How to improve your change request process
You’ve won the work, the statement of work is signed, now it’s a simple case of execution… right?
In our experience delivering design projects? Nope.
If you work on projects, you’ve probably come up against change requests. It’s critical to have clear and efficient processes for managing them, otherwise they can derail your projects and wreak havoc on relationships.
We found out the hard way that expectations can’t be set and forget. Checking in frequently can help catch any divergence from meeting those expectations early, so you can pivot and make changes to the project where necessary. But those project changes come with their own complexities, and that's where a good process comes into play.
Here’s what we found most effective after a stressful project made us overhaul our change request process.
Clearly define the process
Change requests are going to happen, so prepare for them. Don’t rely on remembering which email chain included a reference to a new requirement, and whether it was actually approved. Whether you use a Trello board of requested and approved changes, or an Excel sheet, the important thing is to have everyone using the same method. Keeping a record of changes where every contributor has access will help ensure you’re on the same page.
Who’s responsible for what
Don’t assume your colleague is on top of it. If your team is big enough for a dedicated project manager, then they should be the conduit between requests and the most appropriate person to advise/quote/execute. But often many people are wearing different hats, so if you’re sharing the load, assign one person for each project who will review requests and manage communication with the client.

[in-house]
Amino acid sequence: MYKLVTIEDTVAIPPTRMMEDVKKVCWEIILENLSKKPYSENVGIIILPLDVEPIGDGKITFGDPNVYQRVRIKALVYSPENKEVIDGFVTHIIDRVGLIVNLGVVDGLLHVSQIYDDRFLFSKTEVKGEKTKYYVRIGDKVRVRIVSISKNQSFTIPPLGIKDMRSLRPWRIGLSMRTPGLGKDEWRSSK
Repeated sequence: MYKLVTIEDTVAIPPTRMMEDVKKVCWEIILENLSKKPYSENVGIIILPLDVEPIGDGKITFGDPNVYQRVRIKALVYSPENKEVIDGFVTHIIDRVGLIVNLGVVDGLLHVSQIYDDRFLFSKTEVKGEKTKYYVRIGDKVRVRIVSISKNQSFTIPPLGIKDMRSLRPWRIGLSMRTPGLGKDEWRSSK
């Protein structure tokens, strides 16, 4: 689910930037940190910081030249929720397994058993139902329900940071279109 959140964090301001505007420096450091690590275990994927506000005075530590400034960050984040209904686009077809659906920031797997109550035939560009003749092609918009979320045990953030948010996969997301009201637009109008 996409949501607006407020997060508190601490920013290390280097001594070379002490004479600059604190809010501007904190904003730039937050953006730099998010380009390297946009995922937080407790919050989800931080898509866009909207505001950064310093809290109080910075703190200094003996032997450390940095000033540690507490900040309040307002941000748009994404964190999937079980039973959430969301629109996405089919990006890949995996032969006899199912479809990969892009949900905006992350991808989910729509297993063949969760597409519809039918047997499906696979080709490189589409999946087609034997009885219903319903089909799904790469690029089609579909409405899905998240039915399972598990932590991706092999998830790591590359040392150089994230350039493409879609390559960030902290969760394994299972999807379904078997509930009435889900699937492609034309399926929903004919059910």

Manage change requests with a centralised tool
A centralised tool, such as Scopey, can be helpful for tracking and managing change requests. This can help to reduce confusion and ensure that requests are documented as they come up. A shared view will help identify what requests haven’t yet been addressed, and traceability features can show who approved what request – a really important feature if there is disagreement around deliverables.
Don’t wait to be chased – communicate
Nothing is more frustrating than requests falling on deaf ears. Acknowledge the receipt of the request and set expectations around how long it will take to get back to them if it’s going to be more than a day or two.
Sometimes requests can be complicated, so make sure you’ve understood correctly by rephrasing the request how you understand it and checking that you’ve hit the mark.
Change requests in of themselves can be time consuming to manage. Sometimes pushing back to request additional budget for a requirements workshop will help ensure you get your estimates right when you’re responding on the fly. Your client is relying on your expertise, so it’s important to walk them through the process if complex changes come up.
Review and revise
At the conclusion of each project, briefly check in with the team (or yourself if you’re freelance) to take note of how things went. How did the delivered scope compare to the initial quote? Did you end up doing more work than you should have? Draw up a post - project score-card so you can quickly capture what’s important to your business. Capturing client and team feedback can provide valuable insight from multiple angles.
This will help identify what needs to change for future projects, as well as how your process should evolve to support your business goals.
We’ve tried lots of different tools to manage projects, and at the end of the day found Excel and shared expectations to be most successful. We didn’t need the added complexity of a project management system, and managing change requests is possible to do without them. However, UX runs in our blood and we thought a problem that can have such a big impact on the bottom line should have a simple solution.
So we built it – Scopey.